There are many different ways to ride the White Rim Trail in Utah's Canyonlands National Park. The most popular way to complete the 108-mile route is with vehicle support. A trailing support truck can do all of the heavy lifting of camping gear, food, water, and clothes, and if you don't want to struggle up the Murphy Hogback at the end of the day, just fake an injury or mechanical issue and within minutes you're relaxing in the passenger seat.
On the other end of the spectrum, some crank out the entire loop in a single day. The two main advantages of doing it in a day are: (1) you can travel relatively light and fast unburdened with large amounts of gear/food necessary for a multi-day ride, and (2) there's no need to fuss about camping permits (the NPS does, however, now require a day permit for the White Rim).
In my mind, there is one blaring disadvantage to the single-day ride. Unless you're the cream of the elite-racer crop, you'll pretty much be riding non-stop from dusk to dawn with little time for photography and no time to explore the area with some side-hikes.
I really didn't want to rush my White Rim experience. There were just too many things I wanted to see and hike to in the area. So I decided that if the weather cooperated, I'd take three days over President's Day weekend to crank out the 120-mile route around the rim. The extra mileage includes a reroute around the Shafer switchbacks (closed due to snow and ice) via Long Canyon and the Potash Road, as well as an out-and-back to Hell Roaring Canyon near Mineral Bottom.
The biggest problem to solve was how to carry three days worth of water along with me. There are no guaranteed water sources along the White Rim (well, there is the Colorado and Green Rivers but I don't like the taste of mud), and I decided early on I wasn't going to stash caches ahead of time. I ended up going with the following setup, which for the most part, worked quite well:
So at the start of my ride, I had 6 liters of water on my bike and 6 liters of fluids in my backpack for a total of 12 liters. This ended up being just the right amount with a little more than 1 gallon of fluid consumed each of the three days. In warmer weather, more water would be necessary.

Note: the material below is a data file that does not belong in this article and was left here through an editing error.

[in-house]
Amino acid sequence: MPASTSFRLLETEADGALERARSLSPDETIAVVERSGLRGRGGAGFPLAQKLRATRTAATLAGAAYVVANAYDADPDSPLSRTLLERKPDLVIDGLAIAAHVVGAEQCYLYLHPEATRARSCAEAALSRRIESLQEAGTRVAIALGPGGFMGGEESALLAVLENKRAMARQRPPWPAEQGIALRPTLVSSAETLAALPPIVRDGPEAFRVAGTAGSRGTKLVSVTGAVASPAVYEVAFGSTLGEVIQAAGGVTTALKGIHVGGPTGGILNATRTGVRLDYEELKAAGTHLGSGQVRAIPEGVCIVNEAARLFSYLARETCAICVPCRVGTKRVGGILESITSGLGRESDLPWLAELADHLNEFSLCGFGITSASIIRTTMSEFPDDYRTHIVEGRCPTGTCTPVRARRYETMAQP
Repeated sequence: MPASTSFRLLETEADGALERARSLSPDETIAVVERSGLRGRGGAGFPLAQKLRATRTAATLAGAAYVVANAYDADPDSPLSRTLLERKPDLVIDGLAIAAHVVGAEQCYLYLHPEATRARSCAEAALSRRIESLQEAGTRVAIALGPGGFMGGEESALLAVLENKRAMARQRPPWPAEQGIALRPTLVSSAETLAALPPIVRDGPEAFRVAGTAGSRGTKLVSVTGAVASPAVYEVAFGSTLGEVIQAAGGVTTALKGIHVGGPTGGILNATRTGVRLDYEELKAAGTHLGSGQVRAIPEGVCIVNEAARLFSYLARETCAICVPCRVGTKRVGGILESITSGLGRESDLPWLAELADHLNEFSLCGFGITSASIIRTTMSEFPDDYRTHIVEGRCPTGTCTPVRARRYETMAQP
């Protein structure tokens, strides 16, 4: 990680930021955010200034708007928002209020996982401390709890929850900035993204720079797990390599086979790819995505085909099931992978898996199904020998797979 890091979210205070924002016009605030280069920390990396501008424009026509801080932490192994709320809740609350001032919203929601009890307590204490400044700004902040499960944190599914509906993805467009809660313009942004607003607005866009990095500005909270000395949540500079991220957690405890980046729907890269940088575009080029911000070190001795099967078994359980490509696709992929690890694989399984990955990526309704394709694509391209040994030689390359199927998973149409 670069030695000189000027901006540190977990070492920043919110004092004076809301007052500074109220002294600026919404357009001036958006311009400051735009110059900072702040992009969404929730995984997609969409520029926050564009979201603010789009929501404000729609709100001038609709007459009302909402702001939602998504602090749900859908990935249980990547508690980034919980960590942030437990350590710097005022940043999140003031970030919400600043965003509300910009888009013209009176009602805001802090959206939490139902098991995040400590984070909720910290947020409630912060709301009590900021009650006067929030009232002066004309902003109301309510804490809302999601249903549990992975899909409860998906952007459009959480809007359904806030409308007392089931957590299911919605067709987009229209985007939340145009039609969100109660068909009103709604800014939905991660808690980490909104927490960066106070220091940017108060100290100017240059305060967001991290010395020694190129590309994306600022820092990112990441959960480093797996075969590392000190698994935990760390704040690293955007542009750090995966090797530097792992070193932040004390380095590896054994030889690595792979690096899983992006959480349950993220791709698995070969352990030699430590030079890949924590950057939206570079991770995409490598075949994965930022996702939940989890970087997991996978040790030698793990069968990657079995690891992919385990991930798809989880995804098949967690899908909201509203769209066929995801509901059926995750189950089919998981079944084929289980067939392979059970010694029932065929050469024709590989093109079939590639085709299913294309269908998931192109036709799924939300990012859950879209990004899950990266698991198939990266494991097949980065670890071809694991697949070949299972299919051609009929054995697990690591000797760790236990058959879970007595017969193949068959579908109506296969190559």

I elected to start at the parking/camping area at the top of the Horsethief switchbacks and ride clockwise. After camping at the trailhead, I started up the Mineral Bottom Road at 5 am. About halfway to paved SR-313, a guy and a girl came flying down the road in the opposite direction. I'm pretty sure I saw them again toward the end of the day just before Gooseberry camp as they raced to finish the White Rim in a single day.
Here are a few highlights of the day:
|View Down Long Canyon with the snow-covered LaSal Mountains in the distance. Heavily jointed orange Navajo Sandstone in mid-distance represents the Behind the Rocks area south of Moab.|
|Rock fall near Pucker Pass in Long Canyon|
|Balanced rock near the potash ponds.|
The final scene of Thelma & Louise. I like this alternate-ending version because director Ridley Scott includes additional footage from a second camera on the Chicken Corner side of the River. The B.B. King soundtrack is better than the original also. The only problem is the ridiculous part at the very end when they drive off into the sunset.
|View to south along the Colorado River from the Gooseneck Overlook.|
|Gooseneck Overlook on the White Rim.|
|Musselman Canyon wasteland.|
|The spectacular Musselman Arch formed on White Rim sandstone. This one won't be around forever. Before this area was made a national park, people had driven Jeeps across this thing. That's nuts.|
This short video clip gives you an idea about how thin the bridge is.
|Contouring around Buck Canyon with Washer Woman Arch towering overhead.|